1889 – Montana becomes the 41st State.
1889 – First group of Blackfeet admitted to Carlisle Indian School in Pennsylvania. Eventually 187 sent east.
1890 – Blackfeet used in product commercial “Montana Indian Remedies.”
1890 – Blackfeet Agency moved to Browning.
1890 – Many Crow people killed by Blackfoot near Sweet Grass Hills, Canada.
1892 – First Boarding school for the Blackfeet opens at Willow Creek, west of present-day Browning.
1893 – Completion of the Great Northern Transcontinental Railroad through Blackfeet country.
1894 – Town of Browning was established on the Blackfeet Reservation.
1895 – Blackfeet Indian Agency Headquarters opens in the new town of Browning.
1896 – A twenty mile wide strip of Blackfeet Reservation is ceded. This “ceded strip” is known today as Glacier National Park. The Blackfeet claimed the land was only provided for a 99 -year lease for the sum of $1,500,000, to be paid at $150,000 per year for ten years.
1897 – Medical clinic established on The Blackfeet Reservation in Browning.
1898 – Forty percent of the Blackfeet tribal cattle herd was lost.
1899 – U.S. Post Office at Durham relocated to Browning.
1902 – Oil is discovered by a copper miner on Swift Creek (not commercial).
1903 – Fence built around entire Blackfeet reservation in Montana with only three gates.
1903 – First Blackfeet Tribal Council elected.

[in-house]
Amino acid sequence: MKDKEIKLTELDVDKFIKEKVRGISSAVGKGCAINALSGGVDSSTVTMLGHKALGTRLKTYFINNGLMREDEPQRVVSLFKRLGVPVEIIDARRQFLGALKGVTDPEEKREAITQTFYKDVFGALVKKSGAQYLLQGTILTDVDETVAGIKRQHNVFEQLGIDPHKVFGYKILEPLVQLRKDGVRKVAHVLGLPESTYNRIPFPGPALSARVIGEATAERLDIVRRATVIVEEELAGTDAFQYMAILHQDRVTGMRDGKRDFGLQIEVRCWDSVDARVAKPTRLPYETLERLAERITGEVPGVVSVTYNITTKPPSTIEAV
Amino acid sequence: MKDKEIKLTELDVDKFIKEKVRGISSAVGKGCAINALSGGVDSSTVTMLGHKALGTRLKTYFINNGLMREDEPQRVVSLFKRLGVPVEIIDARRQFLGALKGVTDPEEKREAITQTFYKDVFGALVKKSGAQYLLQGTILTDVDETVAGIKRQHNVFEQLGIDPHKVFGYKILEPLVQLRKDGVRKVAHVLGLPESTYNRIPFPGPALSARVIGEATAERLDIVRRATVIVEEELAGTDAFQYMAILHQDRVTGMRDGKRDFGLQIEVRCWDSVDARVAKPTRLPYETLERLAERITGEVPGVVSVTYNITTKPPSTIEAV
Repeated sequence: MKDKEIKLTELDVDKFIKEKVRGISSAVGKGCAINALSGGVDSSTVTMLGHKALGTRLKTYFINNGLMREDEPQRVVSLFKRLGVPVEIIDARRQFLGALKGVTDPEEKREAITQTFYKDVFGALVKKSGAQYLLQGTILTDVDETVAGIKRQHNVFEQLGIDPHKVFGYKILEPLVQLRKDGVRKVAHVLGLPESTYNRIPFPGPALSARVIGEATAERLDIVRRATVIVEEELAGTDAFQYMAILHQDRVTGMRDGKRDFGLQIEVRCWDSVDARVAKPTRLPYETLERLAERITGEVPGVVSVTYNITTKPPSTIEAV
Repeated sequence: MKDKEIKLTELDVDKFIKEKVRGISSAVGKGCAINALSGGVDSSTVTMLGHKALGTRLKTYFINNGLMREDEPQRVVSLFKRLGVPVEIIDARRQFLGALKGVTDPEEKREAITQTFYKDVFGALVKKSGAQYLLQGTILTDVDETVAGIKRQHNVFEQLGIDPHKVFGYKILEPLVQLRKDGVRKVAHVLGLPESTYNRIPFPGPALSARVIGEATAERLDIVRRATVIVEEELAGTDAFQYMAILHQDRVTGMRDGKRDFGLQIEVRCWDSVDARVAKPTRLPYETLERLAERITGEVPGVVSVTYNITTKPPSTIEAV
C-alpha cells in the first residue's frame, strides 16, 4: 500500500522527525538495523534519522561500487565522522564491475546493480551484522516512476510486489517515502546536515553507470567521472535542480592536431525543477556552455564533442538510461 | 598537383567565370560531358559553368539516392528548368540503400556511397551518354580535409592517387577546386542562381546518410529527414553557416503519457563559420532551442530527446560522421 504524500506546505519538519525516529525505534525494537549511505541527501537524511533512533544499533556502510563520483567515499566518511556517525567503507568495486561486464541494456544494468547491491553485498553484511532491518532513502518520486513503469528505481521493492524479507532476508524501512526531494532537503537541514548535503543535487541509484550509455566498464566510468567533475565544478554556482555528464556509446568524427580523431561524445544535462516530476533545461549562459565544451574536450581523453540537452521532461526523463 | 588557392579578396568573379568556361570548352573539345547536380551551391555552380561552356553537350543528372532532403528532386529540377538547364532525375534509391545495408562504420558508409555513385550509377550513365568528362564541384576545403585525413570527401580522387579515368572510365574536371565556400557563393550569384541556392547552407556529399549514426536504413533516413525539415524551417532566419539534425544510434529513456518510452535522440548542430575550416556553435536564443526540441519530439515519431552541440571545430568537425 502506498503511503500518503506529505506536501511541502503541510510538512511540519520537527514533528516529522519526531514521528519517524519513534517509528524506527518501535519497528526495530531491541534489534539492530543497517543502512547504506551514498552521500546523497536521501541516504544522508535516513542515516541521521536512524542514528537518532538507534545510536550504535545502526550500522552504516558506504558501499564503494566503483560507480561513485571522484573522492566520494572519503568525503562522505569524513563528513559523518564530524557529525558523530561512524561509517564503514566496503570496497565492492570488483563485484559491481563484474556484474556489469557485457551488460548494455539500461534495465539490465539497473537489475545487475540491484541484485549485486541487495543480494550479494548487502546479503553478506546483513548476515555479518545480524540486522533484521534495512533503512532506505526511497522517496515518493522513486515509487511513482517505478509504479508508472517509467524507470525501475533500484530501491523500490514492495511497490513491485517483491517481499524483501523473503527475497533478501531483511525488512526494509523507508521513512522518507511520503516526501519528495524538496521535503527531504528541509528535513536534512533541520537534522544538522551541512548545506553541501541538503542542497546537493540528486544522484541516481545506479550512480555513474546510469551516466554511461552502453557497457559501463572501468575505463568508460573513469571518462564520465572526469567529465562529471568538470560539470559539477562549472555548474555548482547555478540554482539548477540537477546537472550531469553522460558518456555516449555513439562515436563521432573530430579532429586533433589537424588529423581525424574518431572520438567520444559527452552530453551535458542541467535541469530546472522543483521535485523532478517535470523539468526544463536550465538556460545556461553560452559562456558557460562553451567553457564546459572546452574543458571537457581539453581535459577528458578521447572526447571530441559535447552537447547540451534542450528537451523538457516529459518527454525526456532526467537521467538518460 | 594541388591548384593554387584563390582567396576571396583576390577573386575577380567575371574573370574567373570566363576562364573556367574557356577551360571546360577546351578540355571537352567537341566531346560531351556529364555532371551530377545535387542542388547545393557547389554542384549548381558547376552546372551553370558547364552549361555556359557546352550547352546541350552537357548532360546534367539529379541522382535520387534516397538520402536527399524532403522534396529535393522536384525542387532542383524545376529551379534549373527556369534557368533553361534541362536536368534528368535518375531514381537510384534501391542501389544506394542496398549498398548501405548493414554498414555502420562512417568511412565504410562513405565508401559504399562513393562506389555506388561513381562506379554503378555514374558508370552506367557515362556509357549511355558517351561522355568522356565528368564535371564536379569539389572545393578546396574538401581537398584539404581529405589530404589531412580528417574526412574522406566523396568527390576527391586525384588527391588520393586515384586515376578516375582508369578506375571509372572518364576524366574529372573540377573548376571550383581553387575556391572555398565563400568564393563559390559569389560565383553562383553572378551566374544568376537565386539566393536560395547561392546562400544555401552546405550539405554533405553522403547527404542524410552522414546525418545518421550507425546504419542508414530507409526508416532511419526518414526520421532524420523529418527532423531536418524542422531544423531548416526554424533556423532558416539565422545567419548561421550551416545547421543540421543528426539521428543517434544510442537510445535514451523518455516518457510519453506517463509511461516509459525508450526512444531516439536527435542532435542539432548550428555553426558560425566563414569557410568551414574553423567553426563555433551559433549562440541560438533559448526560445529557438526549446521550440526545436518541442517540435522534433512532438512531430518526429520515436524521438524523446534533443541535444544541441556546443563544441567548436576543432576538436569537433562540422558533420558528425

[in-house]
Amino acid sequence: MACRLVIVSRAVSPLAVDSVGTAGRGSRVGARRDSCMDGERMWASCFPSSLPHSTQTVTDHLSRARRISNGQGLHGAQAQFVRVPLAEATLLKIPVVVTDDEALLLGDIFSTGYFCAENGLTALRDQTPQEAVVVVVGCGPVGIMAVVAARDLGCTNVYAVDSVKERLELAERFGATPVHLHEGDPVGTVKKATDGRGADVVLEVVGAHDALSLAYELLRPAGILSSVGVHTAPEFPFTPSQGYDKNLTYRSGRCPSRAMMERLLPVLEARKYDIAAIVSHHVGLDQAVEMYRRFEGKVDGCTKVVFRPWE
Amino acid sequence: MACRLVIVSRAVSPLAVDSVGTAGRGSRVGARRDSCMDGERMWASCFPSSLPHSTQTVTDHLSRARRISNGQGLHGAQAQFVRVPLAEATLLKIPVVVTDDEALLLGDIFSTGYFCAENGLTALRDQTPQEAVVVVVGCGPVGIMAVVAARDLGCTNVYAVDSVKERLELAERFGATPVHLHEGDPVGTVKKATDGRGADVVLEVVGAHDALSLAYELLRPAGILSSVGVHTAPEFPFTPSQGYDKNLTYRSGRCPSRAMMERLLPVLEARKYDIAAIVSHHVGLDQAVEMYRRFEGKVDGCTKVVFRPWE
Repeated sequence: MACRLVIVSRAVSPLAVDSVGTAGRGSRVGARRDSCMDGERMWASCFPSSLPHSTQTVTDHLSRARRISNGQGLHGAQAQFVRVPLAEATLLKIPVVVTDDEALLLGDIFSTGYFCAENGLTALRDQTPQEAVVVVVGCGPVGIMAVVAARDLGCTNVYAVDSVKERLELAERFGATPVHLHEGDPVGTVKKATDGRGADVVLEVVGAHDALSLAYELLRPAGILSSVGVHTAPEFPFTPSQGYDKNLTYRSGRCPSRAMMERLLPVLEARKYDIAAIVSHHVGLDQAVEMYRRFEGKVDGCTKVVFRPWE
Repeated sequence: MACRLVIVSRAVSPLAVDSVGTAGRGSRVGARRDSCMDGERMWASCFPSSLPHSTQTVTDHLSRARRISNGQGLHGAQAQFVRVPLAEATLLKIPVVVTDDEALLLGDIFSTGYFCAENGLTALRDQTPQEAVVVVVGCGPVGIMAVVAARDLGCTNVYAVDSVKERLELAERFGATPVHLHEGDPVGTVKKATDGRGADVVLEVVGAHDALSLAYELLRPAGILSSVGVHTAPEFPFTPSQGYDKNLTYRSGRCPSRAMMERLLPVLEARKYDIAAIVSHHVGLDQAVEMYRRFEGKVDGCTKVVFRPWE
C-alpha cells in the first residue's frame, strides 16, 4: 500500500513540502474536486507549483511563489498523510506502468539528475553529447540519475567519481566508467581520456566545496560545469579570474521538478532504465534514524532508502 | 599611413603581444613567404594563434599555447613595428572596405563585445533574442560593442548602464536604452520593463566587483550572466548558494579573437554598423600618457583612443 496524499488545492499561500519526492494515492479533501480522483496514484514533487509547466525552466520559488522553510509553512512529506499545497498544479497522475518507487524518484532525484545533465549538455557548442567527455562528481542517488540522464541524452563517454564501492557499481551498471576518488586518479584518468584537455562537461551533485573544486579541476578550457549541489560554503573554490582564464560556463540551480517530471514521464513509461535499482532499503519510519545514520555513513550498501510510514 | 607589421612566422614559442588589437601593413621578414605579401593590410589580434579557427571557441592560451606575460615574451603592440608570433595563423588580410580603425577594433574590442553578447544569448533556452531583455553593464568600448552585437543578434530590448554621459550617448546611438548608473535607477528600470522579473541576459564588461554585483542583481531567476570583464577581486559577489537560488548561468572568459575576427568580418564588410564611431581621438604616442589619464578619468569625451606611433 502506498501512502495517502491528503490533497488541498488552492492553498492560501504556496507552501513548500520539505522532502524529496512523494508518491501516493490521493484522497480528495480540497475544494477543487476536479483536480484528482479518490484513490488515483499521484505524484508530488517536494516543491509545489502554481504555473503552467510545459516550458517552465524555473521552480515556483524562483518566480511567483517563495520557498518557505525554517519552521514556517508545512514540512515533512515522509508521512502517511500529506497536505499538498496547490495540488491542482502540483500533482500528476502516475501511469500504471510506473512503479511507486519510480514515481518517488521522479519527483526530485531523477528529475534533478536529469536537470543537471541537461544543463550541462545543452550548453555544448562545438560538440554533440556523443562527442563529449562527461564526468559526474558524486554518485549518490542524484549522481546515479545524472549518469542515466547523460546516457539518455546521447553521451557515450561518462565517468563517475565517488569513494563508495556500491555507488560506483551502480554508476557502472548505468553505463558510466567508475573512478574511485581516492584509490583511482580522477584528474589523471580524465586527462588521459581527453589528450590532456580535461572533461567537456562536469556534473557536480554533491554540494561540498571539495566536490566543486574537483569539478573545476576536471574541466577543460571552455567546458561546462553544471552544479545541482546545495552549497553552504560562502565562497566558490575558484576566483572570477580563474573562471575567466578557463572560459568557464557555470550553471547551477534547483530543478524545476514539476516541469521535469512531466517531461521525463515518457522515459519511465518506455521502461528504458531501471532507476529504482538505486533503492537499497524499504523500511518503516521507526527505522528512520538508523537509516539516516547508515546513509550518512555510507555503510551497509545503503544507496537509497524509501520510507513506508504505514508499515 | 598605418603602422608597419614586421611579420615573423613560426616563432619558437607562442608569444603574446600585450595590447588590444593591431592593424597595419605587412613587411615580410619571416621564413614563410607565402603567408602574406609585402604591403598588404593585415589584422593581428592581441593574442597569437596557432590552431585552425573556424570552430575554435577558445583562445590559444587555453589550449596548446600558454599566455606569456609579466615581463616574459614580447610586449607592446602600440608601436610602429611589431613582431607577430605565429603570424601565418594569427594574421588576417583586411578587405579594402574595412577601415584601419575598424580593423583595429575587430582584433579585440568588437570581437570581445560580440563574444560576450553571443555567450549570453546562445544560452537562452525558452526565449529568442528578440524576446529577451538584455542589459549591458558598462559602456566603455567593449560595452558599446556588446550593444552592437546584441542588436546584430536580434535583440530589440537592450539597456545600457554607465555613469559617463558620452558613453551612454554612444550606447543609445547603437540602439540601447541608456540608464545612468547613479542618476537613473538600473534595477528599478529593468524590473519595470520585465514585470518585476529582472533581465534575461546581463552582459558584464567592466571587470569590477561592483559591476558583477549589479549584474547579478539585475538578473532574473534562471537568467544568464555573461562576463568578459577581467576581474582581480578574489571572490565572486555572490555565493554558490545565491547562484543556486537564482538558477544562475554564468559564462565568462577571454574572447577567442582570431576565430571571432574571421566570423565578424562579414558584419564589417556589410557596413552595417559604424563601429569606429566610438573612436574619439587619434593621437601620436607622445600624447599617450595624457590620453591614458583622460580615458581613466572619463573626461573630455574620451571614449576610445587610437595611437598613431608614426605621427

1903 – White Calf, last head chief of the Piegan Blackfeet, dies while on a visit to Washington D.C.
1904 – Cut Bank boarding school established.
1904 – Clark Wissler records Blackfeet songs and stories.
1905 – Cut Bank Boarding School opened. Today it is still operating as a boarding dormitory. Children that live there do not attend school at the site; they are bussed to Browning Public Schools.
1907 and 1908 – U.S. Policy to treat the Indian reservation as property of the entire tribe is reversed in favor of a policy of land allotment. The first allotments were made on the Blackfeet Reservation. The Blackfeet Reservation was surveyed and land was parceled out to individual tribal members. Approximately 2,656 individual Blackfeet tribal members received allotments of 320 acres, held in trust by the government.
1909 – Reservation fence removed.
1909 – Enlarged Homestead Act brought many people to the area.
1910 – Glacier National Park Established.
1910 – U.S. Census reports that 2,268 Indians are living on the Blackfeet reservation, about the same number that lived there in 1885.
1911 – Land Allotment process completed. Surplus lands to be opened for sale were estimated at 156,000 acres. Children born after the middle of the year were allotted 80 acres.
1912 – Reservation-wide survey of land.
1913 – Blackfeet Two Gun White Calf is the model for the Indian Head Nickel.
1914 – The law confirmed that all Blackfeet hunting was prohibited in Glacier National Park, along with all fishing except by hook and line. The National Park Services recognizes that large animals migrated between the park and the Blackfeet Reservation, and tries to pressure the Blackfeet into selling an additional six-mile wide strip east of the park. Both the BIA and the Blackfeet reject the attempt at a further land grab.
1915 – Blackfeet Began raising livestock on the reservation Blackfeet Tribal Business Council (BTBC) created.
1919 – President Wilson signs legislation repealing the 1907 Blackfeet Allotment Act.
1919 – Town of Browning is Incorporated.
1919 – Sherbourne Dam and St. Mary’s Diversion Dam completed.
1919 – Severe drought dropped cattle prices, forcing the sale of land.